The games: "Chili’s pays Ziosk a monthly service fee, but if enough customers opt to pay to play games on the system — trivia is the most popular game at Chili’s — it can make that money back under a revenue-sharing agreement."

I can absolutely see NORMAL PEOPLE LIKE ME playing the trivia games instead of talking and I hate it.
posted by kinetic at 5:31 AM on June 21, 2014 [1 favorite]


I fully support this. I have no love for your archaic enforcement of social interaction. Sometimes I just want to eat when I go to restaurant!
posted by blue_beetle at 5:32 AM on June 21, 2014 [11 favorites]


And if there must be stupid electronic toys at the table, I sure hope they're 100% silent

I wouldn't wager on the tablet's begging advertising mode being 100% silent during your meal.
posted by ceribus peribus at 5:34 AM on June 21, 2014 [1 favorite]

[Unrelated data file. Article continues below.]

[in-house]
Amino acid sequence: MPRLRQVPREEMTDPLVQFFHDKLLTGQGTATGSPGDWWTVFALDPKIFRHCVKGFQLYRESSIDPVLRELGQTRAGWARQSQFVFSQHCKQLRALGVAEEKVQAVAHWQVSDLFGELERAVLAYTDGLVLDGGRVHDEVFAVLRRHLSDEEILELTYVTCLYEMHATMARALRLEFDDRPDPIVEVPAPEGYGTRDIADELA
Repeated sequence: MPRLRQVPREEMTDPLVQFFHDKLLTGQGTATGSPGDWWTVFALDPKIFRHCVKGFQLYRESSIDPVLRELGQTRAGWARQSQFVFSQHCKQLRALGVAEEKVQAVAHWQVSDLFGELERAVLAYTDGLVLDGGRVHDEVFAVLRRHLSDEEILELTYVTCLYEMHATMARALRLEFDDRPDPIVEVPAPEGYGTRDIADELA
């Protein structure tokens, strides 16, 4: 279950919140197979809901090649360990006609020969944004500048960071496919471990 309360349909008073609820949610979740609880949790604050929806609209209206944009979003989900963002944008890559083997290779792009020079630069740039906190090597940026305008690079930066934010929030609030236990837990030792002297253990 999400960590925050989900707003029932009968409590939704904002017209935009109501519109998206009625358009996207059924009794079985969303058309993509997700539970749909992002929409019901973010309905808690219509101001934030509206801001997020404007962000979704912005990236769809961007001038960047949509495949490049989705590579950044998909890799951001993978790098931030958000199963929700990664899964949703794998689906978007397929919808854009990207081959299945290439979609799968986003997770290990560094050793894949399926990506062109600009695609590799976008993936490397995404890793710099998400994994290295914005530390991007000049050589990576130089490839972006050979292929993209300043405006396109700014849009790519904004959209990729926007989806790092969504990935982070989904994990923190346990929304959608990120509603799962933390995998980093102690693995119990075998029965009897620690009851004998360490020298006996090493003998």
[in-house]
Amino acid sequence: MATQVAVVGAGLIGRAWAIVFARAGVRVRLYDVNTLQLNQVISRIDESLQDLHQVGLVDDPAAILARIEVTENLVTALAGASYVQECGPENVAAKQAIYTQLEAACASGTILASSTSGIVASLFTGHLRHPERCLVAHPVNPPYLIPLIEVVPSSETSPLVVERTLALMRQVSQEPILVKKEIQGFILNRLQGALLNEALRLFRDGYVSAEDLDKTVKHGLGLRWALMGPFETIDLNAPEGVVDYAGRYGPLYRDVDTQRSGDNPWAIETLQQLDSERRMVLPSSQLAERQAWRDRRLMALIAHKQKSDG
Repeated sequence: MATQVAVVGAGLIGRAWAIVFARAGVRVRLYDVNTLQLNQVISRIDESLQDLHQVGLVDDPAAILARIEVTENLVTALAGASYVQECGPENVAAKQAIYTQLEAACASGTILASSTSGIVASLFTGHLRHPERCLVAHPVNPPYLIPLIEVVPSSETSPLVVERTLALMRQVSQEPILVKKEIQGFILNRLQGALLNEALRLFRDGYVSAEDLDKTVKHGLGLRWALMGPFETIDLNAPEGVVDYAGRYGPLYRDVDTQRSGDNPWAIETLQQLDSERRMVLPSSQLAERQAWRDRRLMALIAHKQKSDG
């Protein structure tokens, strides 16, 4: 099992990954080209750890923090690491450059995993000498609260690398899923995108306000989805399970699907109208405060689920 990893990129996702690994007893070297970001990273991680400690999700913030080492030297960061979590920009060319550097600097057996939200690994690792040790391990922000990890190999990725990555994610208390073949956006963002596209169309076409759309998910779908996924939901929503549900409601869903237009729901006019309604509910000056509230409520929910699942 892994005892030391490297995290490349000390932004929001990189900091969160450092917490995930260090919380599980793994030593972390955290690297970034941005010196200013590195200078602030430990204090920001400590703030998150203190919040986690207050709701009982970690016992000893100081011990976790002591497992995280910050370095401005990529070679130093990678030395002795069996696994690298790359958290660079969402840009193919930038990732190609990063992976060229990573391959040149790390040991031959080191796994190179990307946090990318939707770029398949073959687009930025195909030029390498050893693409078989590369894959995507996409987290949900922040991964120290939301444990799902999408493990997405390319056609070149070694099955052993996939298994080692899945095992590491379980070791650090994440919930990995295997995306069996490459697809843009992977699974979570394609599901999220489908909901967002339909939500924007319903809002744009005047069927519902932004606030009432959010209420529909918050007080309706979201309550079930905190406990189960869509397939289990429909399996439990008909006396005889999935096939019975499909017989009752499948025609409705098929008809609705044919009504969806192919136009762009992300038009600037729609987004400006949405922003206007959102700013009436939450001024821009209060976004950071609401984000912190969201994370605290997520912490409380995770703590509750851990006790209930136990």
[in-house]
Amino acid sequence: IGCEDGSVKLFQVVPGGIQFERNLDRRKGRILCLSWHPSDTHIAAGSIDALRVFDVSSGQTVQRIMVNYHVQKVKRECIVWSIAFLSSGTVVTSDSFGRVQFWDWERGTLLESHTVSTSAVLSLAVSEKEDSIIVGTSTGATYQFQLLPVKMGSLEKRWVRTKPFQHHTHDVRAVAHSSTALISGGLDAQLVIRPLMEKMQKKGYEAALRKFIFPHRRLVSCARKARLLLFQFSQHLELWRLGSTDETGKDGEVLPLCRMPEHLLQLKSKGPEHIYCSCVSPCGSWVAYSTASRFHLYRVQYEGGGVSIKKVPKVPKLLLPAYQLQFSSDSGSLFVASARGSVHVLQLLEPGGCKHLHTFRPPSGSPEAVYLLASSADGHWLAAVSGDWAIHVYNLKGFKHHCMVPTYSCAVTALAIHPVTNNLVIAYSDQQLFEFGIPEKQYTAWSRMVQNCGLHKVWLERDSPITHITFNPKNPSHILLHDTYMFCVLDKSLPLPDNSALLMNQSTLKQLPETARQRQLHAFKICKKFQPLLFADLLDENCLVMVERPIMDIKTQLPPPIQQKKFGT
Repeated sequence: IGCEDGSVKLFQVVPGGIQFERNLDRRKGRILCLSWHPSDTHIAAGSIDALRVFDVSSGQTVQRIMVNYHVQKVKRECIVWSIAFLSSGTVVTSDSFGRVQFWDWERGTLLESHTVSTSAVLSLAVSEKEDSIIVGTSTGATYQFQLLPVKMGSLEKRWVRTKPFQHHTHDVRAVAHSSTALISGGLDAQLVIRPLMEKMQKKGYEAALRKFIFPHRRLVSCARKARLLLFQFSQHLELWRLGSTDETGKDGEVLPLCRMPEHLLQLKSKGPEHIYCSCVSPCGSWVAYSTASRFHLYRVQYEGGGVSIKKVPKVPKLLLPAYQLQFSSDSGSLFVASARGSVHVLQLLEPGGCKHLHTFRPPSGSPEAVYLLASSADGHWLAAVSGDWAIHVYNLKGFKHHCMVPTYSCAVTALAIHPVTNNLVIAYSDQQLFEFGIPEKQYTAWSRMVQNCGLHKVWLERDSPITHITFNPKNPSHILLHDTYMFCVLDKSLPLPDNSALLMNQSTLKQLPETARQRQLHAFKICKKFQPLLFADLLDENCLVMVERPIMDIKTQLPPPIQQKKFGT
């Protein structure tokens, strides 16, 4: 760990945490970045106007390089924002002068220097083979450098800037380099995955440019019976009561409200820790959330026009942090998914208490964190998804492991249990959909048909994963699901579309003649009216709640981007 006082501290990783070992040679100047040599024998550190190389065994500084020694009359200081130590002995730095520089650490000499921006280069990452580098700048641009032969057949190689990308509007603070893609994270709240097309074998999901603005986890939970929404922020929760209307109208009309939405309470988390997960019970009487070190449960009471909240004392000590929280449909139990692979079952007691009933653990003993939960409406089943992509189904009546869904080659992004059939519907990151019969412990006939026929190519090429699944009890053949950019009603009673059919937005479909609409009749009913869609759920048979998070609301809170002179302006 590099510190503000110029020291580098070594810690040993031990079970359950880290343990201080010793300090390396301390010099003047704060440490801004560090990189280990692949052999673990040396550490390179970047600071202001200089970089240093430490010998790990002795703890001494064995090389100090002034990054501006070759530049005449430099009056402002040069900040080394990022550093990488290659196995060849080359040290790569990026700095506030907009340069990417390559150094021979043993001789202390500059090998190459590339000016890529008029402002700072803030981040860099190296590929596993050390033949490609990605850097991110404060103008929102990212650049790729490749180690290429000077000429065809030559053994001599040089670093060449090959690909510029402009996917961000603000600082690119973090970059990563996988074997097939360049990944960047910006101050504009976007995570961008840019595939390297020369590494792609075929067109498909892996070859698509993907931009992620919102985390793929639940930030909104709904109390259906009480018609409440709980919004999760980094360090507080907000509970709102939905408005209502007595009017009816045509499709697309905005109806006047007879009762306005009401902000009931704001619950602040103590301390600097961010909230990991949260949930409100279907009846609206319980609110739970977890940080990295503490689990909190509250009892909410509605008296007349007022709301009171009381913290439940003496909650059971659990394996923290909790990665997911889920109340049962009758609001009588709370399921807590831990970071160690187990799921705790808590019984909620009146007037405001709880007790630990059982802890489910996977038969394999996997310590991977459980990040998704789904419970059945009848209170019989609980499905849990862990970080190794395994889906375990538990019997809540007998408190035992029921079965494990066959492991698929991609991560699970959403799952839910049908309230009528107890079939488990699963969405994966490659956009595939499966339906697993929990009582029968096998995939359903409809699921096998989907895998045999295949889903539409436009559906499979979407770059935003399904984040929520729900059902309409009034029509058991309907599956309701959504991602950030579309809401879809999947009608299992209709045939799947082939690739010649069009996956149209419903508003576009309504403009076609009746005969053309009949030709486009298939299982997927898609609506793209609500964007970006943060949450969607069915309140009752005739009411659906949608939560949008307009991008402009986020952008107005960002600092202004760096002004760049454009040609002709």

...or, and I know this is a radical idea, talk to each other.

In Mickey D the other day a family of six each had their own electronic device and were literally oblivious to each other. Nary a word was spoken among them from the time we sat opposite their table til we left.

Aside. Why do I want to use amongst? I know they mean the same?
posted by notreally at 5:41 AM on June 21, 2014 [2 favorites]


I go to the Sonic drive-in, talk to the box to tell it what I want, then swipe my credit card to pay. Girl on roller skates brings my food. They have been doing that forever. So Chili's is just doing this indoors? Big deal.
posted by JoeZydeco at 5:42 AM on June 21, 2014 [9 favorites]


Chili's is a megachain casual dining restaurant with pre-programmed entrees, mostly made using shipped-in frozen piecework and formula-mix recipes. The experience was always supposed to be vaguely automated and homogeneous across locations. Has no one here seen Office Space? Or even a TV ad for Chili's or TGI Friday's?

In relation to the middle-class Americans it wants to service, Chili's is not an artisanal or luxury food or food culture experience where server interaction and, more critically, expertise, are key parts of the consumable experience for the target customers and for the majority of the real customers.